It’s childish and parochial to wish World Cup woe on our southern neighbours; we grown-ups should accept that, writes John McTernan
I share one thing with Alex Salmond – I’m a Jambo. More than almost anything else in life this is a true test of commitment. The brilliant and wise Brazilian captain Socrates once said: “Victory and defeat are the same thing, there’s always another match next week.” Well, philosophically that may be true, but it certainly didn’t feel like that when the Maroon Brazil were relegated this year. Even the relegation of Hibs couldn’t lighten my spirit.
The state of Scottish football is far from the days when the national team could qualify repeatedly for the World Cup. Or qualify “on merit” as we used to say to distinguish us from England who sneaked in in 1966 as hosts and then tricked their way back in 1970 by winning the Jules Rimet Trophy.
Where has it all gone wrong? I remember once talking to an SFA old-timer who observed: “It used to be that everywhere you went in Scotland you could see kids out in the streets kickin’ ba’s against wa’s. That’s what we need nowadays – more wa’s.” He had a point actually. Just as increasing prosperity eventually did for Scottish boxing, so it has – apparently – done for football.
On the one hand, kids have many more attractions – from PlayStation and smartphones to skiing and sailing. On the other, when a plumber or electrician earns more than an Edinburgh lawyer what should a young man on the make choose – football or a trade?
Of course, the biggest participation in sport in Scotland remains schoolkids and young men playing football. Which is great in one way, because sport and exercise is a habit best learnt young. And, as a global sport, a kick-about is one of the best ways to rapidly make friends in a foreign country.
On one visit to Washington, the park to go to on a Wednesday for a game was proudly pointed out to me by a Spanish colleague. But if you want to see just why Scottish football is struggling there is nothing more chastening than taking your sons or daughters to play primary school football.
It is there you watch players from eight to 11 being taught that what matters is strength not skill. The bigger, older – nearly a year older – muscle the smaller kids aside.
The only recourse the smaller kids have is to hack – not the beautiful but the brutal game.
Now, the SFA has some excellent initiatives investing in the grassroots of the game. For instance, the rise and rise of girls playing football is fantastic. But the fact is that we face another World Cup without Scotland present.
What are we to do? Or more pointedly, who should we support? This question famously tripped up Jack McConnell when as First Minister in 2006 he announced he would support anyone but England. This has, for some time, been the default position of a lot of Scottish football supporters.
But it is becoming increasingly out of date. For we are living in a period where it is not simply Scottish football that has got worse, English football – following the advent of the Premier League – has got so much better. And thanks to Sky Sports everyone is able to see so much more of it. Think about those primary school kids again, when they are playing football whose strips are they wearing?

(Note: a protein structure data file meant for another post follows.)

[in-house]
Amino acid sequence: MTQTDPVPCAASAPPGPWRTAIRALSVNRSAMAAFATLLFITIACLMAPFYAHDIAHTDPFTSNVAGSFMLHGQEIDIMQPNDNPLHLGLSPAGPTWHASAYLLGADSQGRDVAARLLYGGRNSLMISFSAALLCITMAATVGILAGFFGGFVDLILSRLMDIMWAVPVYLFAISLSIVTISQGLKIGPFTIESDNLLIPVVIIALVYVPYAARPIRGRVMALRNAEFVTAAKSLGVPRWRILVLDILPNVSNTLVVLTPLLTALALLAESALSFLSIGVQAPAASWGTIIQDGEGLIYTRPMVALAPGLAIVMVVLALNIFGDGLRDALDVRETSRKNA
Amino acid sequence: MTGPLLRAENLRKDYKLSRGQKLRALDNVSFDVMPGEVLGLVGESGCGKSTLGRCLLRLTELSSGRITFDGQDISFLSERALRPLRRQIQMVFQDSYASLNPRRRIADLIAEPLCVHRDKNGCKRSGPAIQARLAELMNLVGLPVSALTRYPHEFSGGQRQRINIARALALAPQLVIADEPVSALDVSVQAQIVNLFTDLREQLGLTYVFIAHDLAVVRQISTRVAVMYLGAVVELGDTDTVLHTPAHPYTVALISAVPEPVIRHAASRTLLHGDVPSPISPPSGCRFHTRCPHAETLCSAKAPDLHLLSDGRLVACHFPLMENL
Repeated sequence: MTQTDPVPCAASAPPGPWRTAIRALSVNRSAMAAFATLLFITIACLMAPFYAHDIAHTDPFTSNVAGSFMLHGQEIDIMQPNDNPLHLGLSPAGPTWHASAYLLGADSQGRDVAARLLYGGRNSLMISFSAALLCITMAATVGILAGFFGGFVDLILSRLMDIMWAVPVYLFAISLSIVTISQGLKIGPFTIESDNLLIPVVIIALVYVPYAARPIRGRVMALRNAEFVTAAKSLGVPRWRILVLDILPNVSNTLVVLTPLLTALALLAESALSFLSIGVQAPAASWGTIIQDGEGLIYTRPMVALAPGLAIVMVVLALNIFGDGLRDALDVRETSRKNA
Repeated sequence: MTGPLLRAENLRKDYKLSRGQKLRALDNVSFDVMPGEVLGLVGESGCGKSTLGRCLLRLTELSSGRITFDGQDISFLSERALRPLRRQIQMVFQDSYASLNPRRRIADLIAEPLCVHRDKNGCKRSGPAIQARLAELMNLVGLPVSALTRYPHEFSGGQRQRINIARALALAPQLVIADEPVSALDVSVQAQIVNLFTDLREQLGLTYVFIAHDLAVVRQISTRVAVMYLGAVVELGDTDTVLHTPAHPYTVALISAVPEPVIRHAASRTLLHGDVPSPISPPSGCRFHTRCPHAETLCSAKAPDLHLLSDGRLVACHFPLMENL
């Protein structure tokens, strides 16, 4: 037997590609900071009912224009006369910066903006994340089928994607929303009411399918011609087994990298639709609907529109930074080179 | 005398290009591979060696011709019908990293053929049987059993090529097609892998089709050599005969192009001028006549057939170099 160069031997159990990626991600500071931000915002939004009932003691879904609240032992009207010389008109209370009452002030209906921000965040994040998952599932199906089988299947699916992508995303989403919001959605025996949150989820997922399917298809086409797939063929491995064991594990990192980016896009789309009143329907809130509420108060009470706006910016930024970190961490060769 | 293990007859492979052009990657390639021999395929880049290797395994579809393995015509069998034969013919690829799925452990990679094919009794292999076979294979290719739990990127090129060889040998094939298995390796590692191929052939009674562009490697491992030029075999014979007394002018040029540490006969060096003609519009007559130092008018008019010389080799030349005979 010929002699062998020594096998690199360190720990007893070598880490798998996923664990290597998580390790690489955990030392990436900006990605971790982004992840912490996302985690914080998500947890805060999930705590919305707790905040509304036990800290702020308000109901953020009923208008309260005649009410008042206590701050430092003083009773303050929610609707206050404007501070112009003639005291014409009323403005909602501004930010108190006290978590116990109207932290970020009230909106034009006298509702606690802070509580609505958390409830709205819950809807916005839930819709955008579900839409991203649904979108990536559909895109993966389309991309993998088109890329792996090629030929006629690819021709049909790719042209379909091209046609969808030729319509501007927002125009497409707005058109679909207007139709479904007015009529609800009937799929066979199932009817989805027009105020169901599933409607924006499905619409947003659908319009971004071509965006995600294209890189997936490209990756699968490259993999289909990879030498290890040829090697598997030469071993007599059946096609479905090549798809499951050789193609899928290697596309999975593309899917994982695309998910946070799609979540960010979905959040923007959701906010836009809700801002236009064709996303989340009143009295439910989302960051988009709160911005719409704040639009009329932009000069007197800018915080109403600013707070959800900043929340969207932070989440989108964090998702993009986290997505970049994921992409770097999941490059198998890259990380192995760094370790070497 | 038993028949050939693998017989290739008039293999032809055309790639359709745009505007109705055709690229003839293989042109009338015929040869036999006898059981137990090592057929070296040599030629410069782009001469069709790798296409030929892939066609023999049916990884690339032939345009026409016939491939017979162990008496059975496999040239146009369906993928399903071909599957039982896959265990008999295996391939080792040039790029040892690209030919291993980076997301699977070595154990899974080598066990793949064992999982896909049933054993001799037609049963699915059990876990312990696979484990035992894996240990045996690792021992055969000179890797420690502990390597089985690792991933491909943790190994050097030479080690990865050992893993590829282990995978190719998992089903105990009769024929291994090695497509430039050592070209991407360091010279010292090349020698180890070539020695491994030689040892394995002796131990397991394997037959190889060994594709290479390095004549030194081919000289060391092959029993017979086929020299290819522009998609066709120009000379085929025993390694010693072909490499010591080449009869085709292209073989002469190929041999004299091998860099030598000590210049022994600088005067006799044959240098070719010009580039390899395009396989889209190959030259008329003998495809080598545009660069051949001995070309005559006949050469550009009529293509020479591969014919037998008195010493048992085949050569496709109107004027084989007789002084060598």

It’s as likely to be Chelsea, Arsenal, Manchester United or Liverpool as it is to be a Scottish team. Is that a bad thing? For one thing, it is a highly visible sign that young Scots live in a Britain without borders – that very “social union” the First Minister so often celebrates.
For another, it does mean that they are watching high-quality football which in itself is much more likely to inspire them to take up the game seriously than watching a standard SPL game.
There’s more though. The generation of young people who have grown up since Sky revolutionised the televising of football are also the generation who have always had computers, mobile phones and the global connections that those create.
They not only support an English team, they also follow one in Italy, Spain and France. As global citizens they have abandoned the parochialism that, in the past, was like a dead hand on Scottish culture. Young Scots will be spoiled for choice as to who they support in Brazil – one in seven of the players there come from the Premier league.
But they will, I bet, be overwhelmingly backing England. Not for them the support of anyone against the English. They see that for what it is – a narrow and petty definition of identity. Instead, they are unafraid to celebrate the success of any of the nations of the United Kingdom. It is a lesson for us all.
Politicians have been slowly getting here. Henry McLeish was right on this in 2006 when he said he’d be supporting England. Alex Salmond took a little time to follow Henry’s lead, but in 2010 and again now in 2014 has openly declared for England. It’s taken time because it’s hard to shake a habit that has been hard-wired into you while you have been growing up.
But there is wisdom in youth that can, and should, challenge those of us who stake a claim to maturity. Scotland’s economic, political and cultural self-confidence should now be matched in football. Like Alex Salmond, I’ll be supporting England in Brazil. (Though I reckon that for both our sakes we should stop at sharing two things, otherwise it will all get far too complicated.) England is, as he says, Scotland’s closest neighbour and closest friend. Now it’s time for you to do the same. Go and get yourself a St George’s Cross. Display it proudly in your window or on your car. Repeat after me: “Scotland against England, but England against anyone else in the world.” See how good it feels? You’re feeling younger already.